Some people believe in a beyond –  a heaven or a hell or something in between. Some believe that we’re all born again into a new body after we die. Some of us believe that there’s nothing, absolutely nothing, that dying is the simple end of life itself, with nothing further. Once again, it doesn’t really matter what we believe about what happens after death. Some of us may take comfort in knowing that there’s a better place that we go to. But some, maybe even many, would rather keep going with their lives as long as they can without finding out what’s awaiting.

Everybody dies. Yes. It’s a simple truth. Death is portrayed as a dark angel, a hooded figure with a sickle, a looming darkness, a white light, a sense of peace… None of us will know what death is until it happens to us. The only thing I can imagine about death is silence. Absolute silence. So still, so extremely quiet, that it’s deafening.

Why does everybody die? It’s the simple cycle of nature, or God, or Gods – whatever and whomever you want to attribute it to. Some people believe there’s a reason – a sin, or a mistake, or something that needs punishing. Some people believe there’s a reason – that a person is too good to live in this world of fear and darkness. Some people simply believe there are no reasons.

The problem is, until now, this looks like a depressing, rather scattered article about death. But is it? Really? Isn’t knowing that death is inevitable freeing somehow? It can let us live without fear, without the constant gnawing pangs of worry over what might happen to us when we fly, or cross the road, or have a surgery. I can’t say that knowing that death is waiting for us all helps when someone we love dies. It doesn’t help then, and won’t ever, because losing someone is more difficult than losing oneself, or most always is.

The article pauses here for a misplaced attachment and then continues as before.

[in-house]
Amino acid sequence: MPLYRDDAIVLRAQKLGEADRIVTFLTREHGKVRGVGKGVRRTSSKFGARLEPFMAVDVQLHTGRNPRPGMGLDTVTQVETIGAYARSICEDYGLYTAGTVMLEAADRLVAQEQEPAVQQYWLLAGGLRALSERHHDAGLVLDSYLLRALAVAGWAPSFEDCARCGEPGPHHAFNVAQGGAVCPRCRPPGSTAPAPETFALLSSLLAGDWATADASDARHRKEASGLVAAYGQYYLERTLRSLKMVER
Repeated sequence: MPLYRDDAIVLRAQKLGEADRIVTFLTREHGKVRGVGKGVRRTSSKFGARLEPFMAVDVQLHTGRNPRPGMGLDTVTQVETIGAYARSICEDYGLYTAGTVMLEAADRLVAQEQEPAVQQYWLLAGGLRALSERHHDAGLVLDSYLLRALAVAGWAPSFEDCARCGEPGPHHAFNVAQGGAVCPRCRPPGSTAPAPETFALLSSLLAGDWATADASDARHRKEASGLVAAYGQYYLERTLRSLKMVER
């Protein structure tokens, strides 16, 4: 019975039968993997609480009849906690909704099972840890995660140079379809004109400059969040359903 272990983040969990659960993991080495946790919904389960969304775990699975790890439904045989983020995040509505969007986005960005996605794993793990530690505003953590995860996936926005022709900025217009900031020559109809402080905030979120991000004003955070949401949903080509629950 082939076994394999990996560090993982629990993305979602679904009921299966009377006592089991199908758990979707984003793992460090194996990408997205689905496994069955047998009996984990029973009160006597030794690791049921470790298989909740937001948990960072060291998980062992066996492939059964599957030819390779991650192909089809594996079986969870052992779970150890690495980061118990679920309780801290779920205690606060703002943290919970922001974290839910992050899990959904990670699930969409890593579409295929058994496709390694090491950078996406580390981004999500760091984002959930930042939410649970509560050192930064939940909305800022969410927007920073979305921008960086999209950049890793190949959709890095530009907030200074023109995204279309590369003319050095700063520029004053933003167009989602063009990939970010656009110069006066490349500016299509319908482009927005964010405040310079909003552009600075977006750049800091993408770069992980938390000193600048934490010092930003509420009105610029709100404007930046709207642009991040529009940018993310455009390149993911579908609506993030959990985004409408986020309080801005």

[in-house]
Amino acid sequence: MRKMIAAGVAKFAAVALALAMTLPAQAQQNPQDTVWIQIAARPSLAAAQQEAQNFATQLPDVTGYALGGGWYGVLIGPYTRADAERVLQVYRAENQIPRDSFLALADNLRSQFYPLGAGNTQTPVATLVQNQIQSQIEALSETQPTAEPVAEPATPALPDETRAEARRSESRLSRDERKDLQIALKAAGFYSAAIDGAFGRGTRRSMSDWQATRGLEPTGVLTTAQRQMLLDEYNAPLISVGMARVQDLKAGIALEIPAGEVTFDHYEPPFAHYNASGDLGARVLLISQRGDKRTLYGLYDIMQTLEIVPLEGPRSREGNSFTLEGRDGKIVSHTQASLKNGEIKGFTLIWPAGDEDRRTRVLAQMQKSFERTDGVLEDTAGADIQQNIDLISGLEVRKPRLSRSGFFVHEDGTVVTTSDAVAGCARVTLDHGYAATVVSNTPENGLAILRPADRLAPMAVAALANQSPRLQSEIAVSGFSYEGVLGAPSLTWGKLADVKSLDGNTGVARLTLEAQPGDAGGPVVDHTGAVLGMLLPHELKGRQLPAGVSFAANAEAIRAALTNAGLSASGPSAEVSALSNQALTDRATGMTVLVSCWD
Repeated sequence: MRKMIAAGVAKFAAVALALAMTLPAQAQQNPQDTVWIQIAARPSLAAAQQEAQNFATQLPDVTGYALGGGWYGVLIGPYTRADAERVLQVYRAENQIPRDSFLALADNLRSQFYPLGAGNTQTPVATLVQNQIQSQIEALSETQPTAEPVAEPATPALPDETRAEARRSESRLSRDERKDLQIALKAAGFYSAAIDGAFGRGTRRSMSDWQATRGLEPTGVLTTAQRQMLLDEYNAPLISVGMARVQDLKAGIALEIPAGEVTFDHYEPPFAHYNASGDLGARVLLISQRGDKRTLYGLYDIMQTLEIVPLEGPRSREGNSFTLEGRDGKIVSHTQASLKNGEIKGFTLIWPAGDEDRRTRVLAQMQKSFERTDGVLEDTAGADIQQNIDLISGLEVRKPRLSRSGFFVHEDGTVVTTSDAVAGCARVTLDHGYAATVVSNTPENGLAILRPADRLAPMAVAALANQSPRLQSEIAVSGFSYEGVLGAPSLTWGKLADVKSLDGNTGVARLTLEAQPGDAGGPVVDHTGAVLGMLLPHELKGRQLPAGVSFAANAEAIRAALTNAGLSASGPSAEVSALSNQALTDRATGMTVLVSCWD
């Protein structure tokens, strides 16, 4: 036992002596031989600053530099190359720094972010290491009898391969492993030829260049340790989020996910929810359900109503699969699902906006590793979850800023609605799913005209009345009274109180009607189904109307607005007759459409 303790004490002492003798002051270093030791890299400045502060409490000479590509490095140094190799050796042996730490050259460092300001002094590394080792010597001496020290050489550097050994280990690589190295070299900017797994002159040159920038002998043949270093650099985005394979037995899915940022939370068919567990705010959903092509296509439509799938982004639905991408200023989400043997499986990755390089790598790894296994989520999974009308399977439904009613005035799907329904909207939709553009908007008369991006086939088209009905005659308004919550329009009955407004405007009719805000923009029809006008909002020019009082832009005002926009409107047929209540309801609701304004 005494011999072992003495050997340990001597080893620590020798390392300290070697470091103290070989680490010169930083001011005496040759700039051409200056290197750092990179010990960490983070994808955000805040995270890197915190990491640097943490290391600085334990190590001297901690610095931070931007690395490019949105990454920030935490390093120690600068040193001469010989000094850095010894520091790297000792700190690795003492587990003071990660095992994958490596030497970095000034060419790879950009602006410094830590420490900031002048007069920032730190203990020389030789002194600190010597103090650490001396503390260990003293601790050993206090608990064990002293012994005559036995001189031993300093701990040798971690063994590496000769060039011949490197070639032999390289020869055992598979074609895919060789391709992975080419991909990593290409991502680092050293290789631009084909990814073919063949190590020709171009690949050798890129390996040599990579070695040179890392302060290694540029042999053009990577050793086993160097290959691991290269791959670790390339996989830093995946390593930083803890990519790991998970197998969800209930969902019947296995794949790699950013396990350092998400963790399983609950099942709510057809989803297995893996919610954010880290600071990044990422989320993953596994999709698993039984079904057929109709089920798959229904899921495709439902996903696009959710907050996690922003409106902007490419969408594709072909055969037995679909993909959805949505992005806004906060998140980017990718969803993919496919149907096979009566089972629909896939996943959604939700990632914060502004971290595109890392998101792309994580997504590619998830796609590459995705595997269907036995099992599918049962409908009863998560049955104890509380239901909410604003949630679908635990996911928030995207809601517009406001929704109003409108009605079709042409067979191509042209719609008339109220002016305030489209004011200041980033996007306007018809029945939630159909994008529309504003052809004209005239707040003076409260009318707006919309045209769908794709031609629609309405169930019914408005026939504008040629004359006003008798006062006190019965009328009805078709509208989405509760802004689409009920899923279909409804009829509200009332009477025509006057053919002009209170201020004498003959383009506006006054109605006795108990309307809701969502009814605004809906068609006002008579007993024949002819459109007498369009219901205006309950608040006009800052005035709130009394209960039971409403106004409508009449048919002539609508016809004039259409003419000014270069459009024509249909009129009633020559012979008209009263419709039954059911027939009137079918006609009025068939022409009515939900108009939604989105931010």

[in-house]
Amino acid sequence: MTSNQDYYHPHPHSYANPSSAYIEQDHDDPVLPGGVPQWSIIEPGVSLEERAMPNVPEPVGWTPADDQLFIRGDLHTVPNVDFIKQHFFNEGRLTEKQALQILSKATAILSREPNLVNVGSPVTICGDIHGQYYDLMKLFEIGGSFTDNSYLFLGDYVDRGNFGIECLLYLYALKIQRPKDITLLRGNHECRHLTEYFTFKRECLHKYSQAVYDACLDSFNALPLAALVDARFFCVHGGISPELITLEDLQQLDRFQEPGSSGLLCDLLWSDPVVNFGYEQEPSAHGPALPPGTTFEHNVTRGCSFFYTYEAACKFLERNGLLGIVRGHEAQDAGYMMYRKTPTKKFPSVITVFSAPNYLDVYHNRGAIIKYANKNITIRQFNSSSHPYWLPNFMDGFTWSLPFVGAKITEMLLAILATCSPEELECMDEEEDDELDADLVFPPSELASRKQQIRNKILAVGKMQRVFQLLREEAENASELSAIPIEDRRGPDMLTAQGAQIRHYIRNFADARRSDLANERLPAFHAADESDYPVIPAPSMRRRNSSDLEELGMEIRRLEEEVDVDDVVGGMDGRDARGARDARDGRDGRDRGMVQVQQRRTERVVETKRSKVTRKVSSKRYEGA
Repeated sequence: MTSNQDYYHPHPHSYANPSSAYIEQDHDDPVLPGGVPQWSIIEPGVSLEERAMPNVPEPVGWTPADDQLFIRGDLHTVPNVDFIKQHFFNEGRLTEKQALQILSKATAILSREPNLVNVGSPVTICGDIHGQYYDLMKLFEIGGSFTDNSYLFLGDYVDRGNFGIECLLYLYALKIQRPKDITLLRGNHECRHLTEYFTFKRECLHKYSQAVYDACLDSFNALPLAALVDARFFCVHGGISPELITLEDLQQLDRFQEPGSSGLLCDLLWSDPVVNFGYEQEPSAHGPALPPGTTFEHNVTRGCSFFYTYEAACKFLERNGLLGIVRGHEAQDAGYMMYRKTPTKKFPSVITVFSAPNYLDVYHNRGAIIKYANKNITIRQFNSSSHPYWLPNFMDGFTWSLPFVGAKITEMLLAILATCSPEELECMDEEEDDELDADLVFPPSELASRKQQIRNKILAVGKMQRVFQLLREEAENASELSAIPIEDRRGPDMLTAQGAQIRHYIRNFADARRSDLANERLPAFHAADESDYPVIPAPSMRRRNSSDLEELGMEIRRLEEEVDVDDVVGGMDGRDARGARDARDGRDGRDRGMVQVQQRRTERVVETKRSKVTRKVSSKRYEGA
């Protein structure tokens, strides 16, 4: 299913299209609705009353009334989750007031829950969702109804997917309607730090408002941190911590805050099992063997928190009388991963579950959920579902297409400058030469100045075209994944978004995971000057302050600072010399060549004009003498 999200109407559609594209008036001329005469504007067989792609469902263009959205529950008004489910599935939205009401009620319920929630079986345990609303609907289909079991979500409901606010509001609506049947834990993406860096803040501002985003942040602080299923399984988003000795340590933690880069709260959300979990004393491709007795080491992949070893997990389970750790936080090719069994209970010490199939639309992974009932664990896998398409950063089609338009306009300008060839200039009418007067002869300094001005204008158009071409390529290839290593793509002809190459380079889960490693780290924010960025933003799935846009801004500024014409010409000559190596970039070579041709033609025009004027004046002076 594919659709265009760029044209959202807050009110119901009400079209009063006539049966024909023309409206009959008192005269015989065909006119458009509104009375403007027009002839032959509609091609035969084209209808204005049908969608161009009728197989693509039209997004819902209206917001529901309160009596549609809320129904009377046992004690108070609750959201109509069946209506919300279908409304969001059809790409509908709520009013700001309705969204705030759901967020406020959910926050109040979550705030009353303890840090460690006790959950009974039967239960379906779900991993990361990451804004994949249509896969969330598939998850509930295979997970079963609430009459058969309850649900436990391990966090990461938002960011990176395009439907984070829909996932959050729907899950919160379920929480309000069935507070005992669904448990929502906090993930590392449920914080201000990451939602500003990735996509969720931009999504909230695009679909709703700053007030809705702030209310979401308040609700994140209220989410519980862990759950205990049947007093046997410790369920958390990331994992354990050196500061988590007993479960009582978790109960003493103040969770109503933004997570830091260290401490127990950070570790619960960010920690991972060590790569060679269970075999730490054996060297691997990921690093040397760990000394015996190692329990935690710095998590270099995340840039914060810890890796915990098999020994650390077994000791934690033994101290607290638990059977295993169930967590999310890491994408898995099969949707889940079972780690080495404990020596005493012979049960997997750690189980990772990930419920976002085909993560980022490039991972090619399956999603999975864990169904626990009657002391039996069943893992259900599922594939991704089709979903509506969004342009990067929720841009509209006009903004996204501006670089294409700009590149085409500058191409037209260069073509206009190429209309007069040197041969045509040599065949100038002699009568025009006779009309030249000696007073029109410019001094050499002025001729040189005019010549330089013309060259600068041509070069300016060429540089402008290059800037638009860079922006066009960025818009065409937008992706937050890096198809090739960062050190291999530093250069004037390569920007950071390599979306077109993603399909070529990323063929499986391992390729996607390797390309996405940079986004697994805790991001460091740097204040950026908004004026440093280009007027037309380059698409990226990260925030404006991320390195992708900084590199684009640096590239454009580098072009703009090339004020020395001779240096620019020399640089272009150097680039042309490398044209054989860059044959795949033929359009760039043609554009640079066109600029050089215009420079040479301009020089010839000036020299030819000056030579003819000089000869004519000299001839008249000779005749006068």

But in terms of each of our own personal lives – there’s a freedom to being aware of the simple truth that humans, just like all other animals, procreate and then die, leaving the world to become, hopefully, a better place.

From My Notebook

The title of this post could alternately be “What I Do At Work.” Meaning, I often do a lot more than answer calls and explain the inner-workings of credit limits during the hours sitting at a computer with a headset murdering my ear. I have a notebook, currently a sweet red one, that I keep with me at all times in my backpack. This notebook is a constant companion as I sit and work, and whenever I can, I scribble in it. Oftentimes, I’m just rambling about nonsense. At other times, I’m actually trying to write something of substance – a well phrased thought or a story, say. Today was one of those times when I was struck with a concept, and I started writing it. However, unlike other times, I ran out of what to do with it very quickly. I’d still like to put it down here, if only for future reference; in case I happen to think of how to continue it one day. And so, I present the following, copied from my very own hand-writing:

Corinne was dreaming again. She often dreamt, but normally didn’t remember her dreams. This was different, though.

She dreamt she was dressed in an elegant and very sheer white cloth. It was fastened over one shoulder with a golden clasp, leaving her other shoulder bare. On her head rested a crown, a delicate one, almost a tiara really, that was also made of gold. Corinne dreamt she was in a large and airy white building. There weren’t any walls, only many columns holding the roof up.

As she dreamt, she knew without a doubt that she was in a temple, and knew with even more certainty that she was a goddess. Which temple, which goddess – these were mysteries that didn’t seem to matter at that moment.

In her dream-world, she looked about her, trying to find either peers or subjects, but the temple was utterly empty. She was standing on a dais at one end of it, and had a good view of the whole space, so she had no doubt that she really was alone. With the same strange knowledge that told her she was a goddess, she knew also that she wouldn’t remain alone, nor the temple remain empty, for much longer.